“Maybe, but it might as well be on another planeta. It would take me cinco lifetimes to pay for that school,” Papi said.
My fingertips caressed the brochure resting on the table. “There are other ways. Financial aid. Scholarships. You think I’m good enough to get a scholarship, right?”
“It’s not whether or not you are good enough. Si, you are good enough. It’s the whole business CeCe. You are a good girl and that is a tough business. I’m not sure it is for you. Now, did my Nature magazine come yet? Check the mail for me.”
“I don’t know. Let me see…” I flipped past a postcard for a Chinese food restaurant opening around the block, the light and water bill, then to a small white envelope addressed to me. I lifted it from the pile. “Cecelia Perez” was written in thin pink marker. The “i” was dotted with a music note. A Florida postmark.
I dropped the phone. It fell on my toe. I felt nothing. The world had gone black. In my stomach the butterflies morphed into wildebeests. I felt dizzy.
“Hello? Are you there?” Papi shouted. “Cecelia? Cecelia? Are you ok?”
I bent over and picked up the phone, still holding the letter. “Uh yeah, I’m h –here. The phone slipped, sorry,” I stuttered.
“The magazine. My magazine. Did it come in?”
“No. No magazine.”
“Are you all right?”
“Yes, I’m fine. I just remembered I have a big test tomorrow. So I better go study,” I lied again.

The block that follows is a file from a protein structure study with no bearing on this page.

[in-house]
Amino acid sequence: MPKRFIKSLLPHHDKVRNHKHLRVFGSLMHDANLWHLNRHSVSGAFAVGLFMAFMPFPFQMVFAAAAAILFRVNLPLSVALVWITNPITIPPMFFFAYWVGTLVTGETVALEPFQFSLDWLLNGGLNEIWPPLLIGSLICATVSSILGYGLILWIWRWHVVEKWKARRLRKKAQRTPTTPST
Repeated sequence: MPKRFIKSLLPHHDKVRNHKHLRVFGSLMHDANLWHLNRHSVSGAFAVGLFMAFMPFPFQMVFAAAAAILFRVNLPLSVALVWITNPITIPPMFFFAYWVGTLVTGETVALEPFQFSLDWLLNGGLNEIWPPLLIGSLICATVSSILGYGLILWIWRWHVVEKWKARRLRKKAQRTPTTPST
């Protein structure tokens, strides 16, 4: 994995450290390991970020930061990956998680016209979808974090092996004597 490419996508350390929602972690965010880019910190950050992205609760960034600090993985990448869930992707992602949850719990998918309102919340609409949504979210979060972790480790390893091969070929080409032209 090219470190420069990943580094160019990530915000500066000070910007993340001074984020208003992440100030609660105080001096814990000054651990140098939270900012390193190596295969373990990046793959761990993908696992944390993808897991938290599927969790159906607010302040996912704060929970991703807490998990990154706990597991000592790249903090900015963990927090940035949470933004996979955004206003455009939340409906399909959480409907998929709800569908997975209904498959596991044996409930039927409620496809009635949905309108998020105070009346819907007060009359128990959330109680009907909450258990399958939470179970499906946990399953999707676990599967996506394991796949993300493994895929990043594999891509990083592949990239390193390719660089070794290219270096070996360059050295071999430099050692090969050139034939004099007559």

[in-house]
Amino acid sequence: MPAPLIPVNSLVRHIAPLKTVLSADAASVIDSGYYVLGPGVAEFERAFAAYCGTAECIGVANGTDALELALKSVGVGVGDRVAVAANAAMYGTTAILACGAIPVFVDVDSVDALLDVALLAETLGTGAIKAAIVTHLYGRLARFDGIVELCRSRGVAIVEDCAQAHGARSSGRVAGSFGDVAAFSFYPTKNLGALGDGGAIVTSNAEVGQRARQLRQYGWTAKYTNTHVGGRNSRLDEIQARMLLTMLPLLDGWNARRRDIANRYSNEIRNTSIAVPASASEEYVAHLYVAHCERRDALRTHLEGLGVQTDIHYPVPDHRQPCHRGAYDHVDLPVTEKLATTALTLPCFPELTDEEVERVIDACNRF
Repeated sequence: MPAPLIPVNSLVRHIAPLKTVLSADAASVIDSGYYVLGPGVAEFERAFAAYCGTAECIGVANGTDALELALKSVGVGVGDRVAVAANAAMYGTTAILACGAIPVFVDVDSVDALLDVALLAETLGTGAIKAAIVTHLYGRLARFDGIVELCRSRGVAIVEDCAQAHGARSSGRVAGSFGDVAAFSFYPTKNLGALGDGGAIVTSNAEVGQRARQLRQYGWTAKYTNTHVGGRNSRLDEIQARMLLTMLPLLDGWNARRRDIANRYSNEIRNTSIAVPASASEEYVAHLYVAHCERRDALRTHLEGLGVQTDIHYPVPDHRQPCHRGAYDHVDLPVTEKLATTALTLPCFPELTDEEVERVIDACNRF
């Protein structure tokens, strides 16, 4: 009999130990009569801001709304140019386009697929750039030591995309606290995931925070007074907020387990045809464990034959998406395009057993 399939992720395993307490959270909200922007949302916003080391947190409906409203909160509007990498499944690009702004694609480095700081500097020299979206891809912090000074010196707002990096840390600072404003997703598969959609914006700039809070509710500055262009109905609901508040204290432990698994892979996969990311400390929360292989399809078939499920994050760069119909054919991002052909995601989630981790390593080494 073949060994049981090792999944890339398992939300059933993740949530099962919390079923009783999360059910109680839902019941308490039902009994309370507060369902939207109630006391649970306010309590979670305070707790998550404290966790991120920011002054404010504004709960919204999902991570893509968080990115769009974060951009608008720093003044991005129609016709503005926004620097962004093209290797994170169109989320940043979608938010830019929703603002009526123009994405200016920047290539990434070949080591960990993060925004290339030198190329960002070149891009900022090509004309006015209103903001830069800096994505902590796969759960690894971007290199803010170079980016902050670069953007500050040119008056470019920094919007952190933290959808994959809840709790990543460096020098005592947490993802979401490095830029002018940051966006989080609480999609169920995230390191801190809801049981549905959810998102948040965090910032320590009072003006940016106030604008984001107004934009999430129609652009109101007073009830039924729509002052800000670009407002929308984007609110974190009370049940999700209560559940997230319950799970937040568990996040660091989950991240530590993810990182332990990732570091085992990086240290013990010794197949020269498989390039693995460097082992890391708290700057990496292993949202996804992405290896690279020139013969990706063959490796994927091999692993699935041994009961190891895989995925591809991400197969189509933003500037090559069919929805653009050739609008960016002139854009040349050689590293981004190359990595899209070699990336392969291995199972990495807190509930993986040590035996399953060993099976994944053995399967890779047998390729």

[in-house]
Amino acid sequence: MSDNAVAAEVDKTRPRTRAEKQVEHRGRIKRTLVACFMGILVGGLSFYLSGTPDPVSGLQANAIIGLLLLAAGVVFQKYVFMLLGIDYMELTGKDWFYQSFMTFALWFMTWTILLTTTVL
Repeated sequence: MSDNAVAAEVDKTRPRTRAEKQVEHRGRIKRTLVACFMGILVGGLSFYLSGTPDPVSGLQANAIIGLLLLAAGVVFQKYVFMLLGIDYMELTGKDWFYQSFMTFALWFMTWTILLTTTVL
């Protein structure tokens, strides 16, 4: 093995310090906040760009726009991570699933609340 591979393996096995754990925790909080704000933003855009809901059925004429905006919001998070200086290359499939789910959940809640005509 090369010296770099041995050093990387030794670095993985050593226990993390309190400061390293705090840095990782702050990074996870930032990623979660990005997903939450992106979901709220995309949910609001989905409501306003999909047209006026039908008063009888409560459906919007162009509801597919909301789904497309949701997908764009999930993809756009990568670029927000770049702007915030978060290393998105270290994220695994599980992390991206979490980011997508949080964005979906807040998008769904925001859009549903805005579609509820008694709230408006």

“Ok. Go estudio. No visitors while I’m at work. Recordar. No one.” His voice was stern, as always.
“I know. I remember.”
I picked up the packet from Berklee. An envelope in each hand: one my future and the other my past. It had been ten months since I’d last heard from The Stranger. When she first arrived I thought God was smiling on me. I’d been praying for a miracle, for someone or something to help me out of this slum, away from my overbearing Papi, and set me on my music career.
She said she came to Chelsea to tell me the truth about my family but I couldn’t take any more of her revelations. Not today.
Pinching a corner of the letter I held it at arm’s length like it was a rotted fish and took it to my room. I opened the bottom drawer of my desk, tossed an old school notebook aside and removed my mother’s Juan Gabriel record. The only piece of her my father saved from Colombia. Opening the sleeve of the album I slid the unopened letter inside. I rested the notebook on top of the album and closed the drawer.
I fell onto my bed and stared out the window at the passing cars on the distant Tobin Bridge. I shook my hands and belted out my favorite Mariah Carey song. During the part about lost love, goose bumps prickled the skin on my arm. I wiped the tears from my eyes. Had any of those people driving by suffered a loss as deep as mine or lived through a terrible betrayal?
Since Papi would be working his second job until midnight, my boyfriend, Marcos, was coming over. I wanted to prepare his favorite meal, arroz con pollo with crescent rolls from a tube.
I clicked on the radio. I sang along to Pitbull and G.RL. I propped the Berklee brochure on the counter and trimmed skin from a chicken leg. I thought of that April day The Stranger arrived. Maybe if I figured out what happened during our time together, maybe if I finally understood why she did what she did, I’d be able to open the letter tonight.
Maybe with Marcos’ help I’ll have the strength and courage to know what to do.